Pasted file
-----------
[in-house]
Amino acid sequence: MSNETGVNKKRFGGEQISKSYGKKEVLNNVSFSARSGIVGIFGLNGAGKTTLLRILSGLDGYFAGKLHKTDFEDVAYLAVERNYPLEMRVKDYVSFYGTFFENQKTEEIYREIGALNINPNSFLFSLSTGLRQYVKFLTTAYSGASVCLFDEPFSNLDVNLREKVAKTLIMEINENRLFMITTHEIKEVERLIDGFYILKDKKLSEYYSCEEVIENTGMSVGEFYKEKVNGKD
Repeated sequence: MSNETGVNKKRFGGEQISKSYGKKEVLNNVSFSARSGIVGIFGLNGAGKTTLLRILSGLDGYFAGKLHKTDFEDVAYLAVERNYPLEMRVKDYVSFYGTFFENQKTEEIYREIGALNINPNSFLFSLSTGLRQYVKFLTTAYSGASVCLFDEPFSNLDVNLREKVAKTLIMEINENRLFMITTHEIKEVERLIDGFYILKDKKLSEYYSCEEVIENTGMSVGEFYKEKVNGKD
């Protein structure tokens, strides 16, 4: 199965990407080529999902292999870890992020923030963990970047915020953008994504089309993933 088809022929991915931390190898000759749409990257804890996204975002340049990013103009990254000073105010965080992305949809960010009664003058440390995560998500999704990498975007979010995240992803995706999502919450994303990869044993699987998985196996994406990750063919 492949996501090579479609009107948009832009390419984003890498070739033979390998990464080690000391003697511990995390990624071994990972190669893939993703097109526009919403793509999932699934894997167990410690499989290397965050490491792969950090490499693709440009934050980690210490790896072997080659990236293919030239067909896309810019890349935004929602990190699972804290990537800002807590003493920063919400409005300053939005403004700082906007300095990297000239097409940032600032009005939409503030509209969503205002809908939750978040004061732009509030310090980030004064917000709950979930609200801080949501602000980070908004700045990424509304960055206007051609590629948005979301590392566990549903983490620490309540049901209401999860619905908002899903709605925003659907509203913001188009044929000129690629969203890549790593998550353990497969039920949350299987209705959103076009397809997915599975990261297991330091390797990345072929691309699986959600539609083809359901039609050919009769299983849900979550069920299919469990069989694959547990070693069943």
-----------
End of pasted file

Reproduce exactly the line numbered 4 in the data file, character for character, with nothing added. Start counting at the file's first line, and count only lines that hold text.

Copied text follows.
């Protein structure tokens, strides 16, 4: 199965990407080529999902292999870890992020923030963990970047915020953008994504089309993933 088809022929991915931390190898000759749409990257804890996204975002340049990013103009990254000073105010965080992305949809960010009664003058440390995560998500999704990498975007979010995240992803995706999502919450994303990869044993699987998985196996994406990750063919 492949996501090579479609009107948009832009390419984003890498070739033979390998990464080690000391003697511990995390990624071994990972190669893939993703097109526009919403793509999932699934894997167990410690499989290397965050490491792969950090490499693709440009934050980690210490790896072997080659990236293919030239067909896309810019890349935004929602990190699972804290990537800002807590003493920063919400409005300053939005403004700082906007300095990297000239097409940032600032009005939409503030509209969503205002809908939750978040004061732009509030310090980030004064917000709950979930609200801080949501602000980070908004700045990424509304960055206007051609590629948005979301590392566990549903983490620490309540049901209401999860619905908002899903709605925003659907509203913001188009044929000129690629969203890549790593998550353990497969039920949350299987209705959103076009397809997915599975990261297991330091390797990345072929691309699986959600539609083809359901039609050919009769299983849900979550069920299919469990069989694959547990070693069943």